European cyber-crime agencies have busted a criminal gang responsible for infecting tens of thousands of computers with banking Trojans and stealing up to EUR2 million from user accounts.
A joint investigation team (JIT) consisting of investigators from six different European countries arrested five suspects in four different cities on suspicion of developing, exploiting and distributing Zeus and SpyEye malware, as well as channelling and cashing-out the proceeds of their crimes.
The cybercriminals are accused of using malware to attack online banking systems in Europe and beyond, adapting their attackss over time to defeat the security measures implemented by banks. On the digital underground forums, they actively traded stolen credentials, compromised bank account information and malware, while selling their hacking ‘services’ and looking for new cooperation partners in other cybercriminal activities.
"This was a very active criminal group that worked in countries across all continents, infecting tens of thousands of users’ computers with banking Trojans, and subsequently targeted many major banks," says Europol. "The damage produced by the group is estimated to be at least EUR2 million."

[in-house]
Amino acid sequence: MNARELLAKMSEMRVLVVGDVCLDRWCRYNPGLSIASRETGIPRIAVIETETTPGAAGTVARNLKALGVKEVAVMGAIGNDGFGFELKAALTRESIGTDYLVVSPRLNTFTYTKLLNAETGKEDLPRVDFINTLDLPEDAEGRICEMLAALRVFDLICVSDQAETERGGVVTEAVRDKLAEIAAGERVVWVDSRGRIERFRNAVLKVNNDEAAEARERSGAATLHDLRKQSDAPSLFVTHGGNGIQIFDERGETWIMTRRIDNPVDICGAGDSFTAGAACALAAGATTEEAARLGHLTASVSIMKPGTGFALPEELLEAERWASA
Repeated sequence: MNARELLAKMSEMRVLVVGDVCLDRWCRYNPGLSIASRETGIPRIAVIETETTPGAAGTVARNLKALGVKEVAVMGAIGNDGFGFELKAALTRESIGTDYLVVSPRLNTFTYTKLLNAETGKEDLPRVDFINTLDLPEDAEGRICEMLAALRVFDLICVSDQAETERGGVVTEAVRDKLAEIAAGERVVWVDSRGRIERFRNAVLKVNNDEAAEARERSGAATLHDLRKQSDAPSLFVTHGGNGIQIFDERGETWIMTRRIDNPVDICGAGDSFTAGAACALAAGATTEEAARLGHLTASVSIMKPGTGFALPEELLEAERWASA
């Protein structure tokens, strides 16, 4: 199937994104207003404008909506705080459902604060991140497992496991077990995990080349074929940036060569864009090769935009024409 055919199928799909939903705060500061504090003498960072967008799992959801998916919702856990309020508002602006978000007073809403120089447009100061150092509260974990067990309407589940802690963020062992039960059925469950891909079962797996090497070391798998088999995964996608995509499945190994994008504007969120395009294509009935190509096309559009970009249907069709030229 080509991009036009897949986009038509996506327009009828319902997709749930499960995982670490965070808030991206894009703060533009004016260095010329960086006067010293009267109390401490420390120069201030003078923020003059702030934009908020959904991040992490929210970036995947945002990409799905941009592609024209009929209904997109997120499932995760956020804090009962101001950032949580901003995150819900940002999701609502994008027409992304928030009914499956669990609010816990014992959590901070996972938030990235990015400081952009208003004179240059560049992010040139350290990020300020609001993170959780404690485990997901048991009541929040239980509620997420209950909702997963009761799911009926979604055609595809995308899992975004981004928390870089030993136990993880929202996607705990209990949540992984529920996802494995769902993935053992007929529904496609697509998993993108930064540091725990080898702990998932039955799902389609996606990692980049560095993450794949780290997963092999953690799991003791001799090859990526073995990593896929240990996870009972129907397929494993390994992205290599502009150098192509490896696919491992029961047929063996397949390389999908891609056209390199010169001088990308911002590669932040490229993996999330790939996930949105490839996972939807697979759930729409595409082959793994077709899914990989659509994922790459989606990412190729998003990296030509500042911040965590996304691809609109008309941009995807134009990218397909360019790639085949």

The roundup was part of a wider investigation that was launched in 2013 by the JIT members (Austria, Belgium, Finland, the Netherlands, Norway and the United Kingdom), and aided by Europol and Eurojust. The latest bust brings the total number of arrests in this operation to 60, including 34 who were captured as part of a ‘money mule’ sting run by Dutch law enforcement authorities.